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The 35 Best Gross Motor Activities for Kids

Are you looking for some simple ideas for gross motor activities for your little ones?

This is a comprehensive list of the best types of activities that will develop kids’ gross motor skills

They are all simple, easy-to-prep, everyday activities that are suitable to do at home or at school.

The large muscles of the body are developed in early childhood – mostly through play – and are an essential part of a child’s holistic development. Children develop control of these muscles before they refine their fine motor skills.

Examples of gross motor skills are riding a tricycle, swinging across monkey bars, catching a ball or balancing on one leg. 

Here are 35 gross motor skills activities for toddlers, preschoolers and older children. Most can be adapted to the age of the kids to teach various skills. 

For example, toddlers can jump around the blocks of a hopscotch court without rules, preschoolers can learn to coordinate their feet and try not to land outside the lines (together or apart when jumping) and children in primary/elementary can play the game properly with rules.

Child on a climbing rope frame. Text reads "35 activities for kids to develop gross motor skills".

1. Free Play

Free play is at the top of the list because it’s crucial.

Kids need tons of time, daily, to play freely both indoors and outdoors. This is where most of their skills are built.  

2. Balls

Ball activities are great practice for movements such as throwing, catching, rolling, dribbling, kicking, hitting and bouncing.

They are also a simple way to develop eye-hand coordination.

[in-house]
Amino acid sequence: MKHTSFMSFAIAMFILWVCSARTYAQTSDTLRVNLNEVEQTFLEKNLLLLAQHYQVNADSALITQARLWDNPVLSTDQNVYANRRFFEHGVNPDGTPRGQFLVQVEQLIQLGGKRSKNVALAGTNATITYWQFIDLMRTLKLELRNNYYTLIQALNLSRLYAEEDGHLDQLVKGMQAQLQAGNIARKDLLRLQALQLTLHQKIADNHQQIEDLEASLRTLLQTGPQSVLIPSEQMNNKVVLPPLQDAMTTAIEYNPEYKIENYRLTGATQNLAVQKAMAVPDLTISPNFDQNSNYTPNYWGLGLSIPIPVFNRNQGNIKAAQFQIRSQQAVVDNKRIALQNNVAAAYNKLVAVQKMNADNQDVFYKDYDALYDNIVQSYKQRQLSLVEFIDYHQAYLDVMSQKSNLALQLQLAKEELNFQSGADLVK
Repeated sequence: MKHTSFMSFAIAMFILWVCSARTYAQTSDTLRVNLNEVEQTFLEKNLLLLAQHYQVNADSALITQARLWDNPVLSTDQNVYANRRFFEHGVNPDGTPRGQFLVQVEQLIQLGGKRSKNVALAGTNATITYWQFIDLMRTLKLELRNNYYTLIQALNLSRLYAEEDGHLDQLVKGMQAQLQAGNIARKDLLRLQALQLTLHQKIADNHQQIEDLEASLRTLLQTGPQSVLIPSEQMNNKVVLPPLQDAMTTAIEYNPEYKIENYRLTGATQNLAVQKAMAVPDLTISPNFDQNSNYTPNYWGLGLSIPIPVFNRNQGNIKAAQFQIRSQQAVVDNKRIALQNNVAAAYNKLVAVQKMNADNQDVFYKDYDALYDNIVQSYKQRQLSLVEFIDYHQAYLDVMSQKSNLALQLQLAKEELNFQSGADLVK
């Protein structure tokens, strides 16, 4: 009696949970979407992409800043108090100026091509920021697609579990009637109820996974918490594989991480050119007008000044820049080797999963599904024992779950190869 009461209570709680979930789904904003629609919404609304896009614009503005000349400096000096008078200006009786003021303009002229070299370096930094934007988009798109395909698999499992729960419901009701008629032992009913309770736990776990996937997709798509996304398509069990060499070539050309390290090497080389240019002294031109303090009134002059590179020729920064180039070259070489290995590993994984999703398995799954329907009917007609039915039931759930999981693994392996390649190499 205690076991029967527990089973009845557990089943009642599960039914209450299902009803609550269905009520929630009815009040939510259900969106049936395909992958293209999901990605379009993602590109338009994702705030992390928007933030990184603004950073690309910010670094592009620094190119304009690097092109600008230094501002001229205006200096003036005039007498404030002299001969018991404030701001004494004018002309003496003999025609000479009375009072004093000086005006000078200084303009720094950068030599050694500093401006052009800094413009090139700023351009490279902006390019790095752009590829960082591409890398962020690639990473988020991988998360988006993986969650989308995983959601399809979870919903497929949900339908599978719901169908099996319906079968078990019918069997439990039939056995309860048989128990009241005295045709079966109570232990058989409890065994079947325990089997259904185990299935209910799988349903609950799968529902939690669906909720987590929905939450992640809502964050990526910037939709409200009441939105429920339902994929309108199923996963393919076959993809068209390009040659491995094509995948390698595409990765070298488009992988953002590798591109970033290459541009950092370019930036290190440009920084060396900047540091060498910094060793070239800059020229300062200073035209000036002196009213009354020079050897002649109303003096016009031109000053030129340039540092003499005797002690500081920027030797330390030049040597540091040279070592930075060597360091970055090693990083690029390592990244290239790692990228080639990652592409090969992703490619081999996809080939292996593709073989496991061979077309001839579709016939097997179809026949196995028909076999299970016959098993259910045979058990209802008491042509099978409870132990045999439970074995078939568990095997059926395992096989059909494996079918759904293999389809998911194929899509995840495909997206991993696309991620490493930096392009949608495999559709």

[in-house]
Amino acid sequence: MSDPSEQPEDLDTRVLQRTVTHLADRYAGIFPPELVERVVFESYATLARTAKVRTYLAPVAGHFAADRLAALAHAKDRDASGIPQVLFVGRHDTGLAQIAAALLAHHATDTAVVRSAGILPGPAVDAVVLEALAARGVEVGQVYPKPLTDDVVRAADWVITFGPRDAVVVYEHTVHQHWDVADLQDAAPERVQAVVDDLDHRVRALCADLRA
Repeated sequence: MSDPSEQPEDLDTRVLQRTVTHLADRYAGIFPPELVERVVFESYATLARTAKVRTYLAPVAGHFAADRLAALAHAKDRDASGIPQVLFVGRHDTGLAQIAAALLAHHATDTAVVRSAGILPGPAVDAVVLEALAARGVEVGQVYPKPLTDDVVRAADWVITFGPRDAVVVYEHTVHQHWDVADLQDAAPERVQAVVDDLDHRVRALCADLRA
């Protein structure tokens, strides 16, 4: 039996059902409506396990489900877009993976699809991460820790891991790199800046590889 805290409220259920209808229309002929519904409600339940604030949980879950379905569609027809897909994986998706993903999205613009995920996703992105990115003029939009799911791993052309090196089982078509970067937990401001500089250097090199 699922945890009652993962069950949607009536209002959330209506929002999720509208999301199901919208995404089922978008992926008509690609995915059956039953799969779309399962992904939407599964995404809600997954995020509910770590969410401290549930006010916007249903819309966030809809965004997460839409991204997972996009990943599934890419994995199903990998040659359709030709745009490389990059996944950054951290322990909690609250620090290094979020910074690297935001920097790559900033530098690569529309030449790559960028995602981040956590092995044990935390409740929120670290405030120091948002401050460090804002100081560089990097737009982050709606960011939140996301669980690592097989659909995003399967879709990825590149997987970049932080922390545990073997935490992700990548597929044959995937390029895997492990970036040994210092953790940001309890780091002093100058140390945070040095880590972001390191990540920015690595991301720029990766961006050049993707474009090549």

Children running after a ball in a park

3. Bats and Rackets

Play with all kinds of bats and rackets in different sizes. Kids learn to control the racket with their arms and wrists as they hit, bounce, push or dribble the ball.

4. Bikes and Scooters

One of the best outdoor gross motor activities is riding various types of vehicles – tricycles, push bikes, scooters, bicycles and all the rest.

It builds strength, coordination, balance and more.

5. Hula Hoops

This simple item can be used in so many ways to play various games.

Toss beanbags into them, hop with feet together from hoop to hoop or crawl through them in an obstacle course. Here are some fun hula hoop games for kids.

These are a few gross motor toys that are actually worth buying – hula hoops included.

6. Dancing 

Dance freely to the music or learn some basic steps. Kids will develop body awareness and learn about rhythm with this creative movement activity.

7. Chasing Games

Chasing games like Tag or Duck, Duck, Goose build spatial awareness and teach kids how to navigate while moving.

8. Jumping on Trampolines

Getting kids to jump on a trampoline is so good for stimulating the vestibular system – which controls their sense of balance and body movement through space.

Please note: Trampolines account for many serious accidents and injuries. If you’re going to use them, only one child should jump at a time, under strict adult supervision, and no somersaults or other similar movements should be allowed.